While at Web Direction @Media I caught up with Aral Balkan and Christian Crumlish to discuss playful design and whether it is appropriate to add elements of playfulness and humour to any website.
Image Source: Davo39
Paul: Actually you’ve got to clap again because we’ve got two guests coming up.
Paul: We’ve got Aral Balkan, come on up Aral.
Marcus: Come on down!
Paul: Come on down. You have to walk along way….oh
Marcus: There are steps.
Relly: He’s got the legs
Paul: Oh wow look that, look at that leap to the stage!
Relly: Wow look at that. That’s enthusiam!
Aral: Where shall I sit?
Paul: You can sit there that’s fine. And we’ve also got Christian Crumlish, come up as well. Come and join us.
Christian: It’s bright here.
Paul: Just relax, relax.
Relly: Tonight’s winner..
Paul: You don’t need to get right on the mic.
Relly: Do you feel a little like Parkinson now?
Paul: No. Just relax, relax back and it’s all good.
Marcus: Yeah, just point it slightly towards you.
Relly: Yeah, slightly towards you and it’s good.
Marcus: Ok that’s it, there we go.
Christian: There we go.
Paul: So, we’ve got…So, Aral, later today you’re giving a talk, which is ‘The Art of Emotional Design’.
Paul: Which is a superb talk and I enjoyed very much the last time I heard it. Is it completely re-written for today’s new audience or are you re-using your entire…..
Aral: Entirely within the last two weeks.
Paul: Yeah, yeah I believe you.
Aral: Err, no.
Paul: (laughs). And Christian you’re talking about ‘Designing for Play’.
Christian: I already have done.
Relly: Yeah, that was yesterday.
Paul: Oh was that yesterday?
Christian: Yep you missed it.
Paul: Oh no! I can’t believe that, I thought it was today. I’m gutted now.
Relly: How did it go?
Paul: Did it go well?
Christian: You have to ask…everybody else.
Paul: Did it go well? Was it good?
Relly: How did it go?
Christian: It went well for me.
Paul: Oh thumbs up.
Relly: Yay, thumbs up.
Paul: Whoo, well that’s good. Right. So what I thought we’d do in a few minutes is talk about his idea, cos both of you’re talks are meshed together, you know. They’re not the same talk but they overlap between them. And this idea of ‘Emotional Design’ and ‘Playful Design’ is something that seems to be really reoccurring a lot recently. A couple of weeks ago we had an interview with Steven Anderson on the show, we talked about emotional design. Last week it seemed to come up, there were three articles in one week about emotional design and then we come here again and it’s all about emotional design, playful design, all of that kind of stuff. So, I’m interested in why both of you have chosen that subject. Why that has become your passion. So, let’s start with you Christian. Why ‘Playful Design’?
Christian: Well the umm…I guess the idea grew out of the work I was doing my broadly in the area of social web design. I was curating the Yahoo website design pattern library and we spent some time focusing on the idea of social design patterns to try and generalise the things there were showing up over and over again at many sites, and kind of cataloging them, so that other people can kind of learn from, you know, past experience. And as I got more and more into that I realised that designing for social interaction is quite different from sort of classic UI design. Where if you think about when you say UI, that’s User Interface, it sort of implies a single person operating, kind of a device that gives them their own personal information back. You know they open up their files or they check their mail or they look at their checking…cheque book account or that sort of thing. And that social interaction inherently implies a multiplicity of people. Using the tools, not so much so talk to the computer but to each other through the technology. The technology at best kind of gets out of the way, in fact, which fosters that communication. So when you’re designing…umm……now I would never say that UI design is easy, cos there’s so many ways to do it poorly, and there’s many skills involved in doing it well and yet it’s a fairly well constrained and controlled environment, often, you can say there’s branching choices down the paths that you make but ultimately many users are going to have essentially the same experience. Whereas when you design for a social experience you have to give up much more control, you have to grant that the users…..collaboratively are going to create their own experience. And at best you’ve kind of set up the boundaries, open up a space for them, give them some guidance, you know some helpful things but at some point it’s like inviting people over for a party. You know the party lives and dies by the guests, you know, not by the h’orderves or something like that. So that thinking led to this metaphor of play and ways that we can borrow from the real world and that how you can foster that kind of social interaction. You know, like how it’s been done in the past throughout civilisation and I found the concept of play useful because it cuts across everything from sort of unstructured, child’s play, you know, playground play, what makes things fun to gain play and I think actually the idea of borrowing from game design is not fresh, I mean a lot of people have been talking about that but I wanted to be sort of systematic and say “Well what distinguishes a game from just loose play?” Games have rules, games have goals, games have some of dynamics and how can you borrow those ideas to bring it in to fostering social experiences.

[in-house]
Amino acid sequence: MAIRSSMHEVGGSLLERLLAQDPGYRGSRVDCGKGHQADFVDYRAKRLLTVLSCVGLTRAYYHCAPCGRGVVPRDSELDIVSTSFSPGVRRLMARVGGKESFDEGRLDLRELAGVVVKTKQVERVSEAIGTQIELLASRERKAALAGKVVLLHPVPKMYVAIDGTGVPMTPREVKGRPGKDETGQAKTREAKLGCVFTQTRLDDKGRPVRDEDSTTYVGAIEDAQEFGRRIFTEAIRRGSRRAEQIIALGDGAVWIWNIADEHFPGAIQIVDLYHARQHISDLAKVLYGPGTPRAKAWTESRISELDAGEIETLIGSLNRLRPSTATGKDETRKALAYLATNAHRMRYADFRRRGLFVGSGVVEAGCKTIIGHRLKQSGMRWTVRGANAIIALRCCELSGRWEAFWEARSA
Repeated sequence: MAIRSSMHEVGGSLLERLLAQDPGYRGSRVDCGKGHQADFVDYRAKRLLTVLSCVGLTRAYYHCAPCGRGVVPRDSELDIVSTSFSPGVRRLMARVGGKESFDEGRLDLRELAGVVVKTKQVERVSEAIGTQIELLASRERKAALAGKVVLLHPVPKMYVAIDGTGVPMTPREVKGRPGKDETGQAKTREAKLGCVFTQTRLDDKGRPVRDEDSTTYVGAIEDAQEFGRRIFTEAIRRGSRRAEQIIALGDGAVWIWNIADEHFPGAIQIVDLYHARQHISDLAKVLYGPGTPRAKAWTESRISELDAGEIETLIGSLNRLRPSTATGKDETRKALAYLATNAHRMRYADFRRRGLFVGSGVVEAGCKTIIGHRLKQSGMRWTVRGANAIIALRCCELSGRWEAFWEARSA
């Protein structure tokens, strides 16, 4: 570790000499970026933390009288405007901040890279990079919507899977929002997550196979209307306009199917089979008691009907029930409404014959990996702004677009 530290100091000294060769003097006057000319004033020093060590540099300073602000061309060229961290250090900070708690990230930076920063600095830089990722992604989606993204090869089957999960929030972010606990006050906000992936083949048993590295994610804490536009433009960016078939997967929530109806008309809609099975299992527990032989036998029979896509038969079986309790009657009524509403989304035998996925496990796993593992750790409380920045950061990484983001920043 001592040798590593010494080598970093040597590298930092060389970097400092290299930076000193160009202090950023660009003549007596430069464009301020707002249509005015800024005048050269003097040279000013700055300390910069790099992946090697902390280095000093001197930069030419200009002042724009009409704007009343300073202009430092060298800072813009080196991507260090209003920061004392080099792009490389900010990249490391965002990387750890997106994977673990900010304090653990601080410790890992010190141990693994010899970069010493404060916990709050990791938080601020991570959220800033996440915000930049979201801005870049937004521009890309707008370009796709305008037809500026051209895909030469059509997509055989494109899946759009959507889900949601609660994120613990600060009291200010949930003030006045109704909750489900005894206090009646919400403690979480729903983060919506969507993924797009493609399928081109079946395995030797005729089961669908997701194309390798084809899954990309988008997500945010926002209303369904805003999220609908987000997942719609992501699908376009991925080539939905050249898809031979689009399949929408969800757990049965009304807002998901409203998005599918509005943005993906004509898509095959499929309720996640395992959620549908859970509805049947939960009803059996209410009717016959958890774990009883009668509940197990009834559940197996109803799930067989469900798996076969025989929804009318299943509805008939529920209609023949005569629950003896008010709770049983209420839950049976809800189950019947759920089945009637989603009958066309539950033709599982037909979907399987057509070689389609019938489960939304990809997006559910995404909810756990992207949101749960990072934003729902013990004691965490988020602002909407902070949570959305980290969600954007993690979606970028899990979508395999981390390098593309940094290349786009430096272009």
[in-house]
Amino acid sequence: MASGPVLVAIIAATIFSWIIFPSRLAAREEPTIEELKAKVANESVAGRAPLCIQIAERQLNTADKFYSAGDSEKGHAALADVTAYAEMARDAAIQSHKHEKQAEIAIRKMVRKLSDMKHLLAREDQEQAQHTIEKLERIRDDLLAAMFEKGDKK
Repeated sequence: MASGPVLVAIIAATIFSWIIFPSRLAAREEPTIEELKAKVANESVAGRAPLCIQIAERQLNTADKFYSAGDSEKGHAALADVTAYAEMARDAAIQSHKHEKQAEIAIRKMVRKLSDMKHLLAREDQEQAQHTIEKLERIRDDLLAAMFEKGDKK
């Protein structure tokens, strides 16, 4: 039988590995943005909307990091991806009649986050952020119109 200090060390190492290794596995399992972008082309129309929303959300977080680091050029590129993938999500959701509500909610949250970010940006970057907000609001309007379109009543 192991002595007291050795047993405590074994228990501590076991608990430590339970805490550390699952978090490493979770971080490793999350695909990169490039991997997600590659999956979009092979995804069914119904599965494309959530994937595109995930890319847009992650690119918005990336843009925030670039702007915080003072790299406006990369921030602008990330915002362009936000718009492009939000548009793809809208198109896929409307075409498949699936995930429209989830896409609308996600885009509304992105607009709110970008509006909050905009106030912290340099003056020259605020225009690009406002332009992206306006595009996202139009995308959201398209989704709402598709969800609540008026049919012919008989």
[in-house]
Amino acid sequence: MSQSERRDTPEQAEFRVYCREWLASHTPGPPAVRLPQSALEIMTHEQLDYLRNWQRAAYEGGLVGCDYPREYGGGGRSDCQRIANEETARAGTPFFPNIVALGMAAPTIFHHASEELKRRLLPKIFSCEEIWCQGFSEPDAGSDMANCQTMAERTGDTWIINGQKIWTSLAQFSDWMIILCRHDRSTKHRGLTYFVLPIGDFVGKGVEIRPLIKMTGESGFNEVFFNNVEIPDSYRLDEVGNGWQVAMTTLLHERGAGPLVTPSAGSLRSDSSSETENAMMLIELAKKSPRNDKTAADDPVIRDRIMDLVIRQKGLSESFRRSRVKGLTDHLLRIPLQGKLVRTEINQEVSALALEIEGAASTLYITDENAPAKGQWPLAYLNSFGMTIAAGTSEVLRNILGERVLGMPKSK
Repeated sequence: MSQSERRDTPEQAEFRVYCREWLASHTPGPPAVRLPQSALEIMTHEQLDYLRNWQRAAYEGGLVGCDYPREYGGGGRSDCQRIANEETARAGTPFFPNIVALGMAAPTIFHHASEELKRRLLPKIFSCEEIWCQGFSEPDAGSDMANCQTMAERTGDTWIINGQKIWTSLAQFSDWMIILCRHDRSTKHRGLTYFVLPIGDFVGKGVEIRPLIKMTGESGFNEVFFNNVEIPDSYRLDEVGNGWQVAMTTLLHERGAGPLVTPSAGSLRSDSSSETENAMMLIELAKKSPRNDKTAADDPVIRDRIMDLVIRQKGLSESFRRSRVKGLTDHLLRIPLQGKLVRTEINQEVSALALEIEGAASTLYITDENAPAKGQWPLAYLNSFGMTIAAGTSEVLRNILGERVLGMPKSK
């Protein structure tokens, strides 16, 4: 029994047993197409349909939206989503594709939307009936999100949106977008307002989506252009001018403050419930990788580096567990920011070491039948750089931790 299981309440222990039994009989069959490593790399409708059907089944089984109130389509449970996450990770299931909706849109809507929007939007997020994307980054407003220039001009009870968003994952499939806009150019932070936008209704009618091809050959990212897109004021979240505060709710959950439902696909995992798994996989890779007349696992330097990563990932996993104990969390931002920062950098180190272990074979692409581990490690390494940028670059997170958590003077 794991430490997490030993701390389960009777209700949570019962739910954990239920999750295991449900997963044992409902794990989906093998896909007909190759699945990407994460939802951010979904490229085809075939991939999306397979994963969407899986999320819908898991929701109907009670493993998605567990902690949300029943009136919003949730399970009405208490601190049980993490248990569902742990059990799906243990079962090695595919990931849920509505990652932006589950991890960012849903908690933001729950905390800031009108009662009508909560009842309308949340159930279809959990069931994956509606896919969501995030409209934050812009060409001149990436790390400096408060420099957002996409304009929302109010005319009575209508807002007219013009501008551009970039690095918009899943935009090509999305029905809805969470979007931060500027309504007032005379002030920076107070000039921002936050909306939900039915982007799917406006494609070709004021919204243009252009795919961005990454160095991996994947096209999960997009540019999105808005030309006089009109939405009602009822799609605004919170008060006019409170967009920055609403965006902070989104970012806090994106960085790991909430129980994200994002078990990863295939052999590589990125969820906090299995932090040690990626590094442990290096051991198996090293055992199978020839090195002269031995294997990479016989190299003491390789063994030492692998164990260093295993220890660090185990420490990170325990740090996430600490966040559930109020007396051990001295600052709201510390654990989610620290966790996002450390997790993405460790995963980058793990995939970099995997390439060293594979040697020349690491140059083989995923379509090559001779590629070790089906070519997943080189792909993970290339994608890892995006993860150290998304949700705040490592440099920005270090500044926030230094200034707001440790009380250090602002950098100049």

Then I also wanted to take it further into the playing of music and how are instruments designed to be on one level challenging and hard to learn but on the other hand to help you play, to support what you’re doing and to make your mistakes sound good and things like that.